Eric Sohl travels to Italy to learn about Donnafugata and Passito wines.
By Eric Sohl
Donnafugata was created in Sicily by an enterprising family with 150 years’ experience in premium wines. Giacomo Rallo and his wife Gabriella, with their children José and Antonio, are engaged in an entrepreneurial project aimed at care for details and at putting people at the service of nature to make wines that increasingly correspond to the territory’s potential.
The Donnafugata adventure began in 1983 in the Rallo family’s historic cellars in Marsala and at its Contessa Entellina vineyards in the heart of western Sicily; in 1989 Donnafugata arrived on the island of Pantelleria, starting to produce naturally sweet wines. Today Donnafugata has about 328 hectares (810 acres) of vineyards in production, of which 260 (642 acres) are in Contessa Entellina and 68 (168 acres) on Pantelleria.
The name Donnafugata, literally “woman in flight” refers to the history of Queen Maria Carolina, wife of Ferdinand IV of Bourbon, who in the early 1800s – fleeing Naples on the arrival of Napoleons troops – sought refuge in the part of Sicily where the winery’s vineyards now stand. This event inspired the winery’s logo, the effigy of a woman’s head with windblown hair found on every bottle.
It was Sicilian author Giuseppe Tomasi di Lampedusa, in his novel Il Gattopardo (The Leopard), who gave the name of Donnafugata to the country estates of the Prince of Salina which hosted the queen and now host the winery’s vineyards.
Vineyards and Cellars
The Contessa Entellina estates are located in the heart of western Sicily, where vineyards are an integral part of the landscape. Immediately after picking, the grapes from 7 different areas are sent to the cellars to be vinified separately. On its 650 acres Donnafugata grows both indigenous grapes – Ansonica, Catarratto, Grecanico and Nero d’Avola – and the international varieties that have proven to adapt best to the pedoclimatic conditions of the different territories of the estate, including Chardonnay, Viognier, Cabernet Sauvignon, Merlot, Syrah as well as Sauvignon Blanc in small quantities. Lately they have also been introduced Alicante Bouchet, Tannat and Petit Verdot. Cultivating 13 varieties was an agronomic decision aimed at valorizing the particularities of the different areas (soil, elevation, exposure) and producing complex wines with great personality.
We visited Donnafugata on Pantelleria and doscovered a whole new world of Passito production. We even got the chance to taste fresh Zibibbo grape juice. The best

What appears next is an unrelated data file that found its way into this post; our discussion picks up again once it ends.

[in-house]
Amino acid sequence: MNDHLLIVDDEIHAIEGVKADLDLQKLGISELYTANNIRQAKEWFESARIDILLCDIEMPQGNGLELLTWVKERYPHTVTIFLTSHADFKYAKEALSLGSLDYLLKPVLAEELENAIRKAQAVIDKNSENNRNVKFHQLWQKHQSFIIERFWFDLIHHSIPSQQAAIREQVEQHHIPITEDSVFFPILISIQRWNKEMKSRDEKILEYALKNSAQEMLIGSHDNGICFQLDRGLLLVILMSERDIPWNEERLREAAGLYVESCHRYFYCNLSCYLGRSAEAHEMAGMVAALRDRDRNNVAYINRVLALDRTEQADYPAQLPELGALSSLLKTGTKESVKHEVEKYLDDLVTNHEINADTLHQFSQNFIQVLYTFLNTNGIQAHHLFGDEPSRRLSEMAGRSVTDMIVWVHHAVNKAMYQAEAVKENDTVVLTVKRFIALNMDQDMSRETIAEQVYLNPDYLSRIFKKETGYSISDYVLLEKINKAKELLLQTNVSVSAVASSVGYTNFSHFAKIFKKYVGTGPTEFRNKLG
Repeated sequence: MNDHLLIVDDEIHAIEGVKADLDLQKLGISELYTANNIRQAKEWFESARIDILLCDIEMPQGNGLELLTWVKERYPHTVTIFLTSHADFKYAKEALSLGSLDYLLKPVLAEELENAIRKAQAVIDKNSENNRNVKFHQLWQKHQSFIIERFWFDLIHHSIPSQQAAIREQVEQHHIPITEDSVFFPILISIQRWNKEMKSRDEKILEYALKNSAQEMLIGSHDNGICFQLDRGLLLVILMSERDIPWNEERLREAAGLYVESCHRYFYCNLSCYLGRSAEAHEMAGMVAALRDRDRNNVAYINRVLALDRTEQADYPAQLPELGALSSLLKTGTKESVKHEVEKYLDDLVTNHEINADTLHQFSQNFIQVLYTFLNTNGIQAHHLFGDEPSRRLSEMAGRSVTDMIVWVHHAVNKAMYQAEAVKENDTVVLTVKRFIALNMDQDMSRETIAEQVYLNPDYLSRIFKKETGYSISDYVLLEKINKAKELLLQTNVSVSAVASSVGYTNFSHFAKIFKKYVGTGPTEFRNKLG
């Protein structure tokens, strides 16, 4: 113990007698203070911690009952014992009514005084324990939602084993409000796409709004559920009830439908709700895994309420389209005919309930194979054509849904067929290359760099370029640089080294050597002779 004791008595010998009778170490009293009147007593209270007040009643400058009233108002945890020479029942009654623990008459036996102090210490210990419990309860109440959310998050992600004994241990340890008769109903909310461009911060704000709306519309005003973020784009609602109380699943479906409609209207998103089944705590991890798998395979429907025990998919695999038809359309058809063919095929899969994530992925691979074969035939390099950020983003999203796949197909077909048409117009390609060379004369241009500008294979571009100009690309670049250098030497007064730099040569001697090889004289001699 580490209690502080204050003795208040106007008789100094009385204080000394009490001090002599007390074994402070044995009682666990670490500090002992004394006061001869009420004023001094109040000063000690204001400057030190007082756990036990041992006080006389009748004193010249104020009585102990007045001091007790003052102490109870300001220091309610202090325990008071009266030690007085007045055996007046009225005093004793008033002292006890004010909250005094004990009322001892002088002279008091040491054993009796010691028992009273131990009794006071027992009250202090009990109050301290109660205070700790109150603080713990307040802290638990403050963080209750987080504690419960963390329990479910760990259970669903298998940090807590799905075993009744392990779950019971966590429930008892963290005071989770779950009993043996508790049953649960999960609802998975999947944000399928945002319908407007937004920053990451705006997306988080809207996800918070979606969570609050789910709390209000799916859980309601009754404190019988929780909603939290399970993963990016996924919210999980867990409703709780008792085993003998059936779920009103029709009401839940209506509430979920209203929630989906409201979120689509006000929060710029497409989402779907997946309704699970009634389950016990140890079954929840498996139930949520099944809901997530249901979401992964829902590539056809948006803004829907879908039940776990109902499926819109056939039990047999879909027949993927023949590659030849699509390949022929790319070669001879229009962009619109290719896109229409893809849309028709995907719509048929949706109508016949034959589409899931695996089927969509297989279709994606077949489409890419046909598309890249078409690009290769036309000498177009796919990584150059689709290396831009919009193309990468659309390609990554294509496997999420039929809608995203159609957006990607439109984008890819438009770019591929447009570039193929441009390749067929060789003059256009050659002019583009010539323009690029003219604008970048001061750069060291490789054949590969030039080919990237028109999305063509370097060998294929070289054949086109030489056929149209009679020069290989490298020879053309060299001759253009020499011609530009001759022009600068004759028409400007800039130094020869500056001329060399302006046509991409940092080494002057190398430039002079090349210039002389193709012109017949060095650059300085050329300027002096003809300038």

On Pantelleria, a volcanic island lying between Sicily and Africa, Donnafugata has 170 acres planted with Zibibbo (Muscat of Alexandria) and a winery in the Khamma district that is a fine example of sustainable architecture. The vines, trained in bush form, are grown on small terraced plots delimited by drywalls in lava stone. These Pantellerian “bushes” are planted in “basins” of hollowed-out earth, are low-lying and molded by the dry, windy climate. Given such conditions, grape growing is almost entirely manual and even harvesting is very laborious. The winery’s vineyards are located in 11 districts of the island differing in soil, altitude, exposure and age (some are more than 100 years old). At the Khamma winery individual batches of grapes are worked separately down to final blending, respecting and enhancing the plurality of viticultural contexts. Here are born Ben Ryé, Kabir and Lighea.
Pantelleria. Heroic viticulture The grape growers’ work on Pantelleria is one of the last examples of heroic viticulture in the Mediterranean. A climate that is arid and windy, vines grown low in bush form, land in small parcels and terraced terrain along with drywall and wind-break maintenance means a great deal of work and raises wine production costs. On Pantelleria 3 times more labor is required than at the winery’s Contessa Entellina vineyards. And in the particular case of Ben Ryé, added to this are the costs of drying the fresh grapes on racks and manually stripping off the dried ones. Only high-quality products, supported by strong territorial identity, can guarantee adequate remuneration for the costs of this kind of production system. Without forgetting that on Pantelleria viticulture is a way of protecting the landscape, an inestimable asset for the island’s economy.
The century-old vineyard, an example of biodiversity.
In 1999, at Khamma, Donnafugata reclaimed a 17.5-acre vineyard of Zibibbo with non-grafted (“piede franco”) vines more than 100 years old. Healthier and with greater longevity than grafted plants, the Zibibbo at Khamma is very resistant to drought, limestone and salinity; its vine/grape growth balance is more harmonious and grape quality is exceptional. The old wood is a great “reservoir” of sugars and during the setting stage they pass into the new wood, reaching the grapes and adding a wealth of aromas to their sugar content. These hundred-year-old vines have made Ben Ryé even more complex and elegant. They grow in sandy terrain of volcanic origin where the virulence of phylloxera (vine pest) is greatly reduced, and they are both an “historic find” and a formidable legacy of biodiversity, as demonstrated by studies conducted by Prof. Mario Fregoni of the Catholic University of Piacenza.
Eric Sohl is Editor in Chief of Tasting and Living.com He has a strong appetite for international food and travel. Together with a team of bloggers based in Brussels, Belgium, he scouts the world to report back on all things foodie.